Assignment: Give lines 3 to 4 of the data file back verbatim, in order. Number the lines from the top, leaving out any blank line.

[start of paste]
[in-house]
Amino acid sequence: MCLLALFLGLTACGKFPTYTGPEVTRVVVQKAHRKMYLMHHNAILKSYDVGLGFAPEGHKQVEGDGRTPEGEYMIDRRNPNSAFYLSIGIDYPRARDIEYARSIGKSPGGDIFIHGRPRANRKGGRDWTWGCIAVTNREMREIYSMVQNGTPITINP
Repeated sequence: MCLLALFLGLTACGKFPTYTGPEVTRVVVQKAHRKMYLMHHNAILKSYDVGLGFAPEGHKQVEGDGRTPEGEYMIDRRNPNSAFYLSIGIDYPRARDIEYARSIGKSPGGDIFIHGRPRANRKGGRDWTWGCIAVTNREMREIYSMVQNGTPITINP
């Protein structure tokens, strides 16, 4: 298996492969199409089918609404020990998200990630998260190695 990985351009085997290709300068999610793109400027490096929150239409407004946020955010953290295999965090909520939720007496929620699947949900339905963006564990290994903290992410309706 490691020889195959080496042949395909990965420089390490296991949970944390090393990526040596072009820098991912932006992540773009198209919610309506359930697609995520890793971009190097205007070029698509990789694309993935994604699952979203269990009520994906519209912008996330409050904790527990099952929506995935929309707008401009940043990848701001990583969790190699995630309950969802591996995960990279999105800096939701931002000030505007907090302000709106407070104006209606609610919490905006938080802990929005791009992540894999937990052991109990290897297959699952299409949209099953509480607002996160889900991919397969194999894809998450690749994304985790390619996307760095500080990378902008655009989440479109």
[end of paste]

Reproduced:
Repeated sequence: MCLLALFLGLTACGKFPTYTGPEVTRVVVQKAHRKMYLMHHNAILKSYDVGLGFAPEGHKQVEGDGRTPEGEYMIDRRNPNSAFYLSIGIDYPRARDIEYARSIGKSPGGDIFIHGRPRANRKGGRDWTWGCIAVTNREMREIYSMVQNGTPITINP
């Protein structure tokens, strides 16, 4: 298996492969199409089918609404020990998200990630998260190695 990985351009085997290709300068999610793109400027490096929150239409407004946020955010953290295999965090909520939720007496929620699947949900339905963006564990290994903290992410309706 490691020889195959080496042949395909990965420089390490296991949970944390090393990526040596072009820098991912932006992540773009198209919610309506359930697609995520890793971009190097205007070029698509990789694309993935994604699952979203269990009520994906519209912008996330409050904790527990099952929506995935929309707008401009940043990848701001990583969790190699995630309950969802591996995960990279999105800096939701931002000030505007907090302000709106407070104006209606609610919490905006938080802990929005791009992540894999937990052991109990290897297959699952299409949209099953509480607002996160889900991919397969194999894809998450690749994304985790390619996307760095500080990378902008655009989440479109």